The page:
The Los Angeles home that actress Sasha Alexander (Shameless, Rizzoli & Isles) and her husband, director Edoardo Ponti, purchased was a far cry from the airy and bright space you see today. “It didn’t have a lot of light. It had a lot of dark, painted walls—like dark blues, reds, and oranges—so it felt a little like a caveman’s house,” Alexander says. Interior designer Estee Stanley adds that the walls were faux-finished in Tuscan-style oranges and reds.
Alexander, Ponti, and Stanley were all in agreeance about one thing, though: the Spanish-style home had fantastic architecture, including beautiful archways, elegant built-ins, and charming windows. “When my husband and I saw it, we both fell in love with it immediately,” Alexander says. “The home had great bones and a lot of character.” "The house itself," Stanley continues, "I could see that it could be fantastic.”
Scroll down to see the stunning transformation.
First, Alexander decided that “the most important thing to do was to strip the house down to its bare bones, which was white, and to add a lot of light to it.” Stanley replaced practically everything in the house that could be replaced: “We added all new doors, bigger doors that lead to outside, new floors, all-new bathrooms, and a brand-new kitchen,” she says. “We painted and stained all the woods. We did literally everything.”
The most important thing to do was to strip the house down to its bare bones, which was white, and to add a lot of light to it.
A Danish architecture book that Alexander had discovered became the inspiration for much of the new woodwork throughout the home. “I found this amazing wood in it, which was whitewashed oak, and I loved its warmth,” she says. They ended up using it throughout the house: in the kitchen cabinetry (along with other white cabinets), bathroom cabinetry, and custom armoires in the primary bedroom, which Stanley designed. “I think it brings continuity to the house, which was something that Estee taught me,” Alexander says. “It’s okay for things to be the same in different rooms. That’s what brings stuff together.”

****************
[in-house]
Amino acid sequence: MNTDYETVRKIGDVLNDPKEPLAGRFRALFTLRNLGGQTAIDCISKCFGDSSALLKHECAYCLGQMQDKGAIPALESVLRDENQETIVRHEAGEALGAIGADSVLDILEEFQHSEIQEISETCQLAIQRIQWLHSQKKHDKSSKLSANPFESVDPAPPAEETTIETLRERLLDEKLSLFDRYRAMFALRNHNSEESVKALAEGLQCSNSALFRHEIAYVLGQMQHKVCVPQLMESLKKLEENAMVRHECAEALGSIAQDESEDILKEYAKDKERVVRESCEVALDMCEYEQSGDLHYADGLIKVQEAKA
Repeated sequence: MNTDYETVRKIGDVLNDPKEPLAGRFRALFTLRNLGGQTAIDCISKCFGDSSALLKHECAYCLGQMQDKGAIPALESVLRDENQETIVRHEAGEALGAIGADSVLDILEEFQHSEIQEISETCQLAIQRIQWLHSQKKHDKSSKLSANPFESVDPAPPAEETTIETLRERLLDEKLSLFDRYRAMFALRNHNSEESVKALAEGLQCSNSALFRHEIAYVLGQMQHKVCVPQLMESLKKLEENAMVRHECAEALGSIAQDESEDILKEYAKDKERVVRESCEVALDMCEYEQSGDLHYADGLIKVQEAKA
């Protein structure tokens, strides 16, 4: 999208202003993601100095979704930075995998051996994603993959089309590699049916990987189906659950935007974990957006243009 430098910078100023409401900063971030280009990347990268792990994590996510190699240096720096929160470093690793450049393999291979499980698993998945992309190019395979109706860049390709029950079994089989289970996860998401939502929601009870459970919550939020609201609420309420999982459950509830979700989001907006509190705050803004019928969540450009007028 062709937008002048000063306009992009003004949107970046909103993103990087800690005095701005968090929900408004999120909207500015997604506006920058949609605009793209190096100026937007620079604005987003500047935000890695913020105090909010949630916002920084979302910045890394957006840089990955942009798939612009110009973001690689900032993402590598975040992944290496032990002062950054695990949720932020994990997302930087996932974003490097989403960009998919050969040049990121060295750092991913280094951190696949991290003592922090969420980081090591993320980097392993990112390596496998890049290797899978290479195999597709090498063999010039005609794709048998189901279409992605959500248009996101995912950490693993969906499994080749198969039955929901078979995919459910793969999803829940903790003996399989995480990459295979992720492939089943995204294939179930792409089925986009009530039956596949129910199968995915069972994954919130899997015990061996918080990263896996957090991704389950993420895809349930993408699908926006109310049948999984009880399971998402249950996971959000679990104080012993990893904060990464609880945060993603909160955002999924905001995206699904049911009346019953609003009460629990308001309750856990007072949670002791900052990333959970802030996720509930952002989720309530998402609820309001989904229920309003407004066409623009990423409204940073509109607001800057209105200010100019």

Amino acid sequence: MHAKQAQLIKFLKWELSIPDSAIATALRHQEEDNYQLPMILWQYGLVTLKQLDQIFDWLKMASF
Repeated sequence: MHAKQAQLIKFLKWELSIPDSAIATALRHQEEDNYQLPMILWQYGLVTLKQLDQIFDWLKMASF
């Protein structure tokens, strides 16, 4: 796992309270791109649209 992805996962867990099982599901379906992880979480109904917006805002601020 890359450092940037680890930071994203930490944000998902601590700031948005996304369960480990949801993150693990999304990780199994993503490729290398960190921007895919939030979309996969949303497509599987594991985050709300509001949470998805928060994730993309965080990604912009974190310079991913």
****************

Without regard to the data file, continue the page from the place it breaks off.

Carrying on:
The term “Primary Bedroom” is now widely used to describe the largest bedroom in the home, as it better reflects the space’s purpose. Many realtors, architects, interior designers, and the Real Estate Standards Association have recognized the potentially discriminatory connotations in the term “Master.” Read more about our Diversity and Inclusion Pledge.
When it came time to decorate, Stanley says she and her clients were “really all on the same page with style.” Stanley mixed the couple’s existing collection of French and Italian antiques (including a set of ancient French Louis XV dining chairs) with thoughtful fabric selections, custom-made pieces, and new modern designs, tying the home’s Spanish-style architecture in with a more fresh, contemporary California lifestyle. "It was important for it to be light and bright and eclectic and that it reflected our European families and lifestyle—you know casual, sexy, but chic," Alexander says. Ponti has even coined a term for their style—“urban romantic"—thanks to its warm, sophisticated mix of wood, steel, big windows, and French details.
With the exception of a few touches of color in the children’s rooms (Lucia, 8, and Leonardo, 4), the trio agreed on a subdued base for the house. “I think all of us really love more of a neutral palette because it’s just more soothing and calming,” Stanley says. Alexander admitted she worried that going all-white could look boring, but Stanley convinced her that “bringing in other textures and colors with fabrics and wood and things like that,” would keep things interesting—and they certainly did.
In addition to the home’s soothing color palette, Alexander says, “The house had good energy when we first walked in…, and it still does.” What more could you ask for?